BSM: What is your favorite piece of audio gear or instrument and why?

FB: My favorite piece of gear has got to be the MPC, my love for making sample based music grew from watching people “magically” transform bits of music into brilliant beats. It inspired me to invest over two decades of my life trying to master the art of sampling. The MPC is still the undisputed GOAT and for me personally it always will be. I still have my MPC2000 and it has been restored to its prime, I am looking forward to spending some time with her soon.

BSM: What is the one non-musical item you must have with you in the lab when you are working?

FB: I don’t really have much that I need to be honest but I always have my framed photos of loved ones on my desk. I have my eldest son’s (28) baby photo, My Father (RIP) and my beautiful twins (8) Wilder Wish & Indie Wren. My daughter decorates my desk with her artwork, lots of love, hearts and kisses everywhere.

BSM: What album or track are you most proud of, or is most significant to you, and why?

FB: I have different eras as an artist, In the beginning, as a rapper/beat maker with Task Force, I would say I am most proud of the beats I made for MFTC (Music From The Corner) Vol.1-5, I am very proud of the tracks I did with my eldest son Remus, which we recorded when he was only 9 years old. In the newer guise of a beatmaker, I have been blessed with making music with Mach Hommy, Rome Streetz, Mooch, Conway and a whole bunch of amazing artists. My dreams as a 10 year old are coming true, I am making original, ground breaking music with some of the most important artists of their time and I consider every track to be a blessing. I hold all the artists I work with in very high esteem and they inspire me with their endless drive and enthusiasm to succeed in this industry. Notable releases are Mach’s Niggarati Manor, Rome Streets Street Farmacy and Mooch’s Heroin Farms. 

BSM: Favorite artist or artist whom you admire in any medium?

FB: Nah, I am a man of many moods so there can never be a favorite. At the moment I have been listening to a guy called Ozgur Baba, he is a Turkish musician whom you can find playing live music on YouTube. There is a whole scene going on over there that he plays a big part of.

BSM: Favorite music to listen to on the London Underground?

FB: I’m not really in tune with what is going on over here anymore. I have no idea about who is doing what or how good it is.

BSM: You have produced music for a lot of great rap artists, Mooch, Recognize Ali, Rome Streetz, Mach-Hommy, Conway. How do you approach a project where you’re collaborating with another artist?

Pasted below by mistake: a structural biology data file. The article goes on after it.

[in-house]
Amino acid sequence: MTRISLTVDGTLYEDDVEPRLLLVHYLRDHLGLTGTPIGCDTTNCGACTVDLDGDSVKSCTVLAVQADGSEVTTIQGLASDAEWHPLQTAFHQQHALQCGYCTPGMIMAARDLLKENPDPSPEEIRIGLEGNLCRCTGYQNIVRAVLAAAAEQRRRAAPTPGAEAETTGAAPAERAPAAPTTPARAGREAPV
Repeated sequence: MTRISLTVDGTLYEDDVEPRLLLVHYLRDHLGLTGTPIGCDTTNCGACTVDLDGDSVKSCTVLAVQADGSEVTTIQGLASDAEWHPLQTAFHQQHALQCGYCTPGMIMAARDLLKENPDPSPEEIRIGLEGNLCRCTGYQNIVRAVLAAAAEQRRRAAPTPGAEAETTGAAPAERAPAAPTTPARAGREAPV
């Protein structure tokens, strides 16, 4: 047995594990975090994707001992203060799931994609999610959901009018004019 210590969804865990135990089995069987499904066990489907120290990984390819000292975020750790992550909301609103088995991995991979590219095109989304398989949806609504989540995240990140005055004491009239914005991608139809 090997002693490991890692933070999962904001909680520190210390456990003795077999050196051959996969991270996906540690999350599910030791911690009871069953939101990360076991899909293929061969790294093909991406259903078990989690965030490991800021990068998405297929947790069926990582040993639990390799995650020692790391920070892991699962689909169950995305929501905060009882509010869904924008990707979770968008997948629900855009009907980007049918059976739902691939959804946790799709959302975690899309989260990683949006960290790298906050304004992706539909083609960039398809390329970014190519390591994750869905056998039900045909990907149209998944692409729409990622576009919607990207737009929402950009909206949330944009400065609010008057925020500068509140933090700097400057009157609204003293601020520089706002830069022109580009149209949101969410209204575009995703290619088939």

FB: If an artist comes to me, I assume they are looking for the “Farma” sound, which is odd to me because my beats are always really different but yeah, I usually send them a heap of beats and they choose what they want. They record, send me the vocals and then I arrange and finish off the track with whatever is needed. I don’t tailor-make beats…very rarely. Maybe if an album is missing one or two tracks then I will make the tracks specifically to be used but more of the time my vaults are full and there is never much need to look outside of what already exists. All rappers work in their own unique way and as a rapper myself I fully understand the process of how an individual wants to work. I personally always prefer to get the rappers vocal stems and arrange, mix and sometimes master it all myself.

BSM: Favorite London artist in any genre who you think deserves more attention?

FB: Not so much London, but my guys HobGoblin, NCL-TM and Giallo are the heads that I look to for inspiration…Beat Butcha is the man too, but he got a grammy so you already know that!

BSM: Can you take one track from any of you albums/productions/collabos, and break down how you created it?

FB: Making music for me isn’t such a magical experience anymore, there was a time when I would be making a beat with a gang of heads, smoking good weed, cracking jokes and catching a vibe and suddenly someone would sing a hook or throw out a couple of bars and within a couple of hours we would be drinking beers and rolling fresh zoots listening to a finished track. Nowadays, I wait for the kids to go to bed and if I’m not settling down to some TV with the wife I might just go through the sample folder and throw together a couple of loops, next day I will put my tags on them and send them to my chosen artists and see where it goes from there. I miss working with people who are actually in the same room as me but for the moment I am happy to work from a distance, It’s not ideal but it will have to do for now!

BSM: Dream artist to collaborate with and why?

FB: I would like to do an album with Mach-Hommy, He is special.

BSM: Shout-outs? New projects? New collabos? Tips for surviving 2020?

FB: No shout outs, Got a production project bubbling with HobGoblin (UK) Giallo (UK) NCL-TM (UK) PadScientist (US) Bohemia Lynch (JAPAN) FLU (OZ) called THE 7 featuring loads of great rappers. Hopefully that will see the light of day!!! New Mooch, New Ske The Heistman, New Bub Styles, New Machacha (Danish), couple of other things and hopefully lots more to come over the next few years. I would like to thank you guys for the interview and wish you all the best with your future endevours. Peace & Bless…Farma – SampleGods 2020

Connect with Farma Beats on Bandcamp: